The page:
Ford Martini drivers Colin McRae and Nicky Grist paved the way for a thrilling final day battle on the Rally New Zealand after charging up the leaderboard into second place during today's second leg. The British duo were fastest overall in...
Ford Martini drivers Colin McRae and Nicky Grist paved the way for a thrilling final day battle on the Rally New Zealand after charging up the leaderboard into second place during today's second leg. The British duo were fastest overall in their Ford Focus World Rally Car during the nine speed tests to climb from an overnight sixth to mount a strong challenge for victory.
McRae and Grist led a trio of Focus World Rally Cars in the top six points-scoring positions on this eighth round of the FIA World Rally Championship. Ford Martini team-mates Carlos Sainz and Luis Moya maintained their overnight fourth position while Petter Solberg and Phil Mills held sixth.
Road conditions again played a vital part in the day's action in the Northland region north of Auckland. As on yesterday's opening leg, loose gravel on the road made driving difficult for the early runners who swept the stones away to the benefit of those further down the order. Heavy rain late in the afternoon, swept in by gale force winds, added to the difficulties.
McRae, who suffered yesterday, took full advantage of a better position to reel in overnight leader Francois Delecour and Marcus Grönholm, who took the lead when Delecour retired on the day's third stage. The 31-year-old Scot posted two fastest times as he slashed the deficit between himself and Grönholm to 22.9sec, with world championship leader Richard Burns third.
"We've taken a lot of time from Marcus today but we've still got a big job ahead of us tomorrow," said McRae. "It's quite a large gap to close down but we will start tomorrow's stages behind Marcus and that'll be to our advantage so long as it stays dry. The first stage in the morning will be the critical one. It's more than 30km long and has a lot of loose gravel on it whereas the rest of the tests are shorter with more grip.
"Second is certainly where we wanted to be tonight but I would have liked to have been a bit closer to Marcus. Richard is behind us, which is to his benefit, so we must keep a close watch on him attacking from the back," he said.
Sainz and Moya again found themselves in the middle of the leading group, neither losing out nor gaining from the conditions. The 38-year-old Madrid-based driver admitted he struggled to have full confidence in his car until late in the day but is under no real pressure from behind.
"I wasn't happy with the car's suspension set-up initially," said Sainz. "First it was too hard and then too soft so I was constantly making alterations to try to find a set-up with which I was happy. I also made a couple of mistakes with my tyre selection so I think we can say it wasn't a brilliant day for me, but not so bad either. Tomorrow I will wait and see what happens in the battle at the front and if anyone has problems, I hope I can capitalise."
Solberg and Mills, second overnight, were always likely to struggle with the loose gravel and their task became harder still when Delecour's retirement meant they were the first competitors to tackle the stages for most of the day. After slipping to seventh they climbed back into the points during the final three stages of the leg on roads cleaned during the first passage in the morning.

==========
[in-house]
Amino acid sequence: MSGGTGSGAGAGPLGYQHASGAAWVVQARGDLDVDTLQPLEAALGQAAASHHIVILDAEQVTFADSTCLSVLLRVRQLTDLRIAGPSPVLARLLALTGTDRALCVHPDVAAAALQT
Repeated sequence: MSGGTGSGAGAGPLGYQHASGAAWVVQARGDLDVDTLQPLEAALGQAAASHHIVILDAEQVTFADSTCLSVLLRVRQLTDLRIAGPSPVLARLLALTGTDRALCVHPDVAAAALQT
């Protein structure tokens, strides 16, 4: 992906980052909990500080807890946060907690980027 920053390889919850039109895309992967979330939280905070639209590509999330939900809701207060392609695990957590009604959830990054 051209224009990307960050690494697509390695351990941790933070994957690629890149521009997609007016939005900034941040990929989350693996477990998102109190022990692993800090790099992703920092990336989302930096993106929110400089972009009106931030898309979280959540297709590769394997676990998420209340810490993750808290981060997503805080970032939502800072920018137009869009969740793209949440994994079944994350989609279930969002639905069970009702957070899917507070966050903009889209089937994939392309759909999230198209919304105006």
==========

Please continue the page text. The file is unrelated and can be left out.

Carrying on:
"It's the first time I've been in the position of tackling the stages first and it makes an enormous difference," said the 25-year-old Norwegian driver. "Even when you're second car through the stages in these conditions it's easier because you have a slightly cleaner line to follow but when you're first there's no line to see. That's something else I've learned on this rally. Tomorrow I will again have a better position on the road and my aim is hold onto sixth and stay in the points."
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Overnight leader Francois Delecour (Peugeot) was the day's principal retirement, a broken gearbox costing nine minutes on the second stage this morning and putting him out for good on the next. Team-mate Marcus Grönholm took over at the front, setting fastest time in the wet on each of the final three stages. Richard Burns (Subaru) provided the sandwich between McRae and Sainz, the Briton's main problem a time-consuming spin this afternoon. Team-mate Juha Kankkunen was untroubled en route to fifth. Tommi Mäkinen and Freddy Loix (both Mitsubishi) again struggled with suspension and transmission problems, the team ultimately withdrawing Loix late in the afternoon due to safety reasons, as he had little to fight for. Kenneth Eriksson (Hyundai) lost time during the final three slippery stages but team-mate Alister McRae was untroubled. The day's other major retirement was Didier Auriol (Seat) who crashed out 1km from the finish of the penultimate test.
The final leg leaves Auckland at 07.00 and after an opening test of more than 30km, drivers face six more shorter stages without an opportunity for service in between before returning to the city for the finish at 15.30. They face 79.18km of competitive driving in a total route of 425.18km
<pre> Leaderboard after Leg 2 1. M Gronholm/T Rautiainen FIN Peugeot 206 2hr 59min 58.6sec 2. C McRae/N Grist GB Ford Focus 3hr 00min 21.5sec 3. R Burns/R Reid GB Subaru Impreza 3hr 00min 36.0sec 4. C Sainz/L Moya E Ford Focus 3hr 01min 08.8sec 5. J Kankkunen/J Repo FIN Subaru Impreza 3hr 01min 37.6sec 6. P Solberg/P Mills N Ford Focus 3hr 02min 48.9sec 7. K Eriksson/S Parmander S Hyundai Accent 3hr 03min 05.4sec 8. T Mäkinen/R Mannisenmaki FIN Mitsubishi Lancer 3hr 03min 13.9sec 9. A McRae/D Senior GB Hyundai Accent 3hr 03min 27.5sec 10 P Bourne/M Stacey NZ Subaru Impreza 3hr 05min 54.0sec